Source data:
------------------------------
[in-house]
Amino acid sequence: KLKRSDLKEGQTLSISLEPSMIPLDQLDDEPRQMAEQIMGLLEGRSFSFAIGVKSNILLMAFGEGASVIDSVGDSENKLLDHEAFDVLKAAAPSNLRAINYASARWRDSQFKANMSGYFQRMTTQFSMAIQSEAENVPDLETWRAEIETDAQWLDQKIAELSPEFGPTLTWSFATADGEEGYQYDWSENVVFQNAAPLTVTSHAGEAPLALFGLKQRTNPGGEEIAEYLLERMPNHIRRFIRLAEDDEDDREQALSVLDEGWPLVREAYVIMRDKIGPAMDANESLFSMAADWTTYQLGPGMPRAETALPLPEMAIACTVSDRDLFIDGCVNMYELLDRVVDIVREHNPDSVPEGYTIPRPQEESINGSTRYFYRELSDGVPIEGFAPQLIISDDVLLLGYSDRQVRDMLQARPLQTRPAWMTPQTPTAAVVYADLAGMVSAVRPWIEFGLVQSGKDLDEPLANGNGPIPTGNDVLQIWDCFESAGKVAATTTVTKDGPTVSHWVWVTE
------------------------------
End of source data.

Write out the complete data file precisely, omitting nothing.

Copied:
[in-house]
Amino acid sequence: KLKRSDLKEGQTLSISLEPSMIPLDQLDDEPRQMAEQIMGLLEGRSFSFAIGVKSNILLMAFGEGASVIDSVGDSENKLLDHEAFDVLKAAAPSNLRAINYASARWRDSQFKANMSGYFQRMTTQFSMAIQSEAENVPDLETWRAEIETDAQWLDQKIAELSPEFGPTLTWSFATADGEEGYQYDWSENVVFQNAAPLTVTSHAGEAPLALFGLKQRTNPGGEEIAEYLLERMPNHIRRFIRLAEDDEDDREQALSVLDEGWPLVREAYVIMRDKIGPAMDANESLFSMAADWTTYQLGPGMPRAETALPLPEMAIACTVSDRDLFIDGCVNMYELLDRVVDIVREHNPDSVPEGYTIPRPQEESINGSTRYFYRELSDGVPIEGFAPQLIISDDVLLLGYSDRQVRDMLQARPLQTRPAWMTPQTPTAAVVYADLAGMVSAVRPWIEFGLVQSGKDLDEPLANGNGPIPTGNDVLQIWDCFESAGKVAATTTVTKDGPTVSHWVWVTE